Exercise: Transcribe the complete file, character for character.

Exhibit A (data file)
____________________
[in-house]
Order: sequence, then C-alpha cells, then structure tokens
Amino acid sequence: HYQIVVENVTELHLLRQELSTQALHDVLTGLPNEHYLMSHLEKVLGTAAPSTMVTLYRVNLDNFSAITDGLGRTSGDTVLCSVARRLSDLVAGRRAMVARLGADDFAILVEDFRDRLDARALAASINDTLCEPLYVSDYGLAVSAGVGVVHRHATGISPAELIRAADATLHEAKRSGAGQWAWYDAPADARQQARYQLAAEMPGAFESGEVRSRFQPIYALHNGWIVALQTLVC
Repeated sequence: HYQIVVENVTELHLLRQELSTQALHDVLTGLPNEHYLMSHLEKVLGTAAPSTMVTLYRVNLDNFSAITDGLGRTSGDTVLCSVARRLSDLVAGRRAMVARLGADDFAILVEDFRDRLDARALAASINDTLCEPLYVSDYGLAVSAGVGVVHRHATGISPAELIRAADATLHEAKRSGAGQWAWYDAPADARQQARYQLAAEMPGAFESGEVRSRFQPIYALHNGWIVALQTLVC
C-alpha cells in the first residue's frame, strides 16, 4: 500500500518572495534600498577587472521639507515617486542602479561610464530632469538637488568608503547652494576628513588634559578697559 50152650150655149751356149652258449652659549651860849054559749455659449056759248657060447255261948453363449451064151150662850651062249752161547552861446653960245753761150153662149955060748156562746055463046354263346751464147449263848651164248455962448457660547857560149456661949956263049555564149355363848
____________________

[in-house]
Order: sequence, then C-alpha cells, then structure tokens
Amino acid sequence: HYQIVVENVTELHLLRQELSTQALHDVLTGLPNEHYLMSHLEKVLGTAAPSTMVTLYRVNLDNFSAITDGLGRTSGDTVLCSVARRLSDLVAGRRAMVARLGADDFAILVEDFRDRLDARALAASINDTLCEPLYVSDYGLAVSAGVGVVHRHATGISPAELIRAADATLHEAKRSGAGQWAWYDAPADARQQARYQLAAEMPGAFESGEVRSRFQPIYALHNGWIVALQTLVC
Repeated sequence: HYQIVVENVTELHLLRQELSTQALHDVLTGLPNEHYLMSHLEKVLGTAAPSTMVTLYRVNLDNFSAITDGLGRTSGDTVLCSVARRLSDLVAGRRAMVARLGADDFAILVEDFRDRLDARALAASINDTLCEPLYVSDYGLAVSAGVGVVHRHATGISPAELIRAADATLHEAKRSGAGQWAWYDAPADARQQARYQLAAEMPGAFESGEVRSRFQPIYALHNGWIVALQTLVC
C-alpha cells in the first residue's frame, strides 16, 4: 500500500518572495534600498577587472521639507515617486542602479561610464530632469538637488568608503547652494576628513588634559578697559 50152650150655149751356149652258449652659549651860849054559749455659449056759248657060447255261948453363449451064151150662850651062249752161547552861446653960245753761150153662149955060748156562746055463046354263346751464147449263848651164248455962448457660547857560149456661949956263049555564149355363848